Advantages the Thunder have going into Orlando

Oklahoma City Thunder's Chris Paul (3), Danilo Gallinari (8) and Shai Gilgeous-Alexander walk downcourt during the first half of an NBA basketball game against the San Antonio Spurs, Thursday, Nov. 7, 2019, in San Antonio. San Antonio won 121-112. (AP Photo/Darren Abate)

Well, here we are basketball fans.

There is a date.

There is a location.

Despite some recent resistance (LOOKING AT YOU KYRIE), I still believe that basketball will be played. In Orlando. Starting July 30th.

Upon thinking about the return of basketball, a thought hit me.

This Oklahoma City Thunder team is different than the team that we last saw play the Boston Celtics.

This Thunder team is different than any team we have seen in our past decade of playoff history.

So here I am, to walk you through the certain advantages that the Thunder have this time around. Additnally, some that will help them more than you may think down in Orlando. Because it’s kind of my duty.

Luguentz Dort

The Thunders best kept secret has won the hearts of the Thunder fandom. His ability to lock down on perimeter players, and knock down a jump shot. The staggering thing about Dort’s success is the fact that he isn’t even on an NBA contract. That’s right, the guy who has locked up the likes of Donovan Mitchell, Damian Lillard, and many others. It isn’t even an NBA player- by definition anyways. In the past, this would be an issue. For one, two-way contract players are only contractually able to play with the NBA team a certain amount of days. Also, while you can play with the G League affiliate as much as they want you to.

Had the season continued, Dort would’ve likely ran out of “pro days” so to speak. Thus, this would force the Thunders hand to sign him to an NBA contract. Secondly, the season didn’t finish. Technically, Lu still has “pro days” left to play. However, a two-way player cannot be a part of the playoff roster in normal circumstances. Well, these are not normal circumstances. OKC gets the benefit of bringing Lu’s doglike mentality of the defensive end to Orlando. Also, they would actuallyhave to sign him to an NBA contract. Don’t worry though Lu, that’s coming. Trust.

Darius Bazley, with an emphasis the letter D

February 9th, OKC were playing the Boston Celtics. It was a back and fourth in the first quarter. Darius Bazley scored a layup to tie it all up at 28. It wasn’t long after that he would exit the game, and not return to the floor. Baze of course is a rookie. Not only is he a rookie, he didn’t play college basketball last year. Not only did he not play college basketball last year, he didn’t play ANY competitive basketball last year. He instead was an intern for New Balance. So why is a rookie who didn’t play ball at all last year, averaging a meager 4.5 and 3.7 so important to the Thunder in Disney World? His defense.

OKC’s team defensive rating prior to the the game against the Celtics was 107.7 good for a top 10 defense. Post-Baze injury it slipped to a 110.8 for the 13th defense. They are still statistically good, but Bazley’s ability to get after it on the defensive end has proven to be something the Thunder have missed. In spite of them going 8-3 since his injury, Bazley will be a welcome addition as we look to lockdown on D in Disney World.


While this is true for most teams in the league, this is HUGE for the Thunder. It starts down low with the big Kiwi Steven Adams. Consistently putting in work on the glass, finishing through contact, roughing up opposing bigs. Over the years it’s become increasingly clear, Steven Adams is running on fumes come playoff time. With the time to rest, and rejuvenate his body and any “minor” injuries he may be facing (dude realistically might have played with a broken arm against the Utah Jazz in 2018) Steven could unleash an onslaught on anyone between him and rim.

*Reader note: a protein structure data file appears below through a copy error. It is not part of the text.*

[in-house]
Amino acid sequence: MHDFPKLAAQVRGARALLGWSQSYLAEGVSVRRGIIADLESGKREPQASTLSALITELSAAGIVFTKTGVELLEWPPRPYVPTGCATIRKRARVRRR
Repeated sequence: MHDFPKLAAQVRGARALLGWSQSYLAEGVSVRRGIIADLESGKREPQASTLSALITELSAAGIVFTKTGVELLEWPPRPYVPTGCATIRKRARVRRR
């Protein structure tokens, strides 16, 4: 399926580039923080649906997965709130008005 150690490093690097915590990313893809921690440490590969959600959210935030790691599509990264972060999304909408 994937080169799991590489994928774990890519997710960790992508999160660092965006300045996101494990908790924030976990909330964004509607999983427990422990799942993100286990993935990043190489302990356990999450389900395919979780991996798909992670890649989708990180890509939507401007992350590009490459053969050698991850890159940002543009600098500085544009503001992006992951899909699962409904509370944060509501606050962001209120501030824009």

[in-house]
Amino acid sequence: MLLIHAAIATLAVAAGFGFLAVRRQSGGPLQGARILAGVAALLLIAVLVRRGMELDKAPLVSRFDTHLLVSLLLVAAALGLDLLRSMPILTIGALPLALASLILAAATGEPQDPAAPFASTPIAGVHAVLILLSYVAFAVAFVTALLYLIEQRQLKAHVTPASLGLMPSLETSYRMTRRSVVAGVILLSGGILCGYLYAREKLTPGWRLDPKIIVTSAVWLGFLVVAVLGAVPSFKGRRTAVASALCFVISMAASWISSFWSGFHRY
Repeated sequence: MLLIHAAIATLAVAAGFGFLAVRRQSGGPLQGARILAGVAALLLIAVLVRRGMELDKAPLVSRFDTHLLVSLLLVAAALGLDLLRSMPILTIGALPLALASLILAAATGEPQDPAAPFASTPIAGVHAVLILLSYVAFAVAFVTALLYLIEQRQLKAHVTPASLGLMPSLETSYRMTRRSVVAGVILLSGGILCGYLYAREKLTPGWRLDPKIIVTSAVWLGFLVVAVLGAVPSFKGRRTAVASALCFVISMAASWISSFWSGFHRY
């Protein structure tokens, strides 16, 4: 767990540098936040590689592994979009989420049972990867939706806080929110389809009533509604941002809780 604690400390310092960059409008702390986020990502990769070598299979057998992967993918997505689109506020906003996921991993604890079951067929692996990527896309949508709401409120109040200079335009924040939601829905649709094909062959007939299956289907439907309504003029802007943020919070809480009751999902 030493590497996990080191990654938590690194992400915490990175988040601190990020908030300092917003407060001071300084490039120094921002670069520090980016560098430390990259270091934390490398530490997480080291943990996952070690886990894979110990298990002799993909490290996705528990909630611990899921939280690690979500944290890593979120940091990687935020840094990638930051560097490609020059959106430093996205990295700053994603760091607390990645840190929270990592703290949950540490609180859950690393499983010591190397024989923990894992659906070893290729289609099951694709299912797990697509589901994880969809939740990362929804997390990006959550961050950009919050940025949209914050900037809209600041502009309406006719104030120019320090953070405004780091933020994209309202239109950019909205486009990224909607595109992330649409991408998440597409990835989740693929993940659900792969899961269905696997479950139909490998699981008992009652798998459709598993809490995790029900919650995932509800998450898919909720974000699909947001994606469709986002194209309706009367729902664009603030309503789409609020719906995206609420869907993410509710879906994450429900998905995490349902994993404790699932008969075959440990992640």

Then you have Chris Paul, a guy who historically can’t get over the hump in the playoffs because in part due to his injuries. Most recently, and notably the hamstring that kept his then team (Rockets *gag*) from usurping the Golden State Warriors dynasty. While CP3 has been balling this season (thanks in part to his new Vegan diet/lifestyle) a little extra R&R couldn’t hurt.

The Return?

Andre Roberson was one of the best defenders in the league, on the shortlist for the DPOY award, and a straw the stirred the drink for the Thunder defensively……. in 2018. Dre suffered a ruptured patellar tendon when going up for a lob against the Detroit Pistons (in which we were already up 20 plus and the starters should’ve been resting so this very type of thing doesn’t happen and now I’m screaming internally again) and came out in a stretcher. He has had a long long road to recovery, and has suffered setback after setback. He encores hope at this seasons media day when he said the words that haunt the Thunder fans everywhere “I’m full go.” and then we never saw him hit the court. Now the rumor mill is turning again in terms of Dre’s status.

The extra recovery time has helped Roberson WHO ACTUALLY PLANNED ON PLAYING GAMES AT THE END OF THE REGULAR SEASON BEFORE PLAYOFFS, supposedly anyways. He is competing in drills in practice, the test will be how he does in 5on5. If Dre is able to provide a semblance of what he used to do defensively, then the Thunder have a REAL weapon off the bench. I still think Dort starts, and rightfully so. Dre has his shortcomings offensively, but if he can muster up what once made him great defensively, he could be a guy you throw at a LeBron James, Kawhi Leonard, or former teammate Paul George. Although it may be a long shot given how long it’s been since he was on the floor, like the kids said in Angels in the Outfield “It could happen.” And if it does…… its banner season in OKC. Just kidding….. unless?


Please enter your comment!
Please enter your name here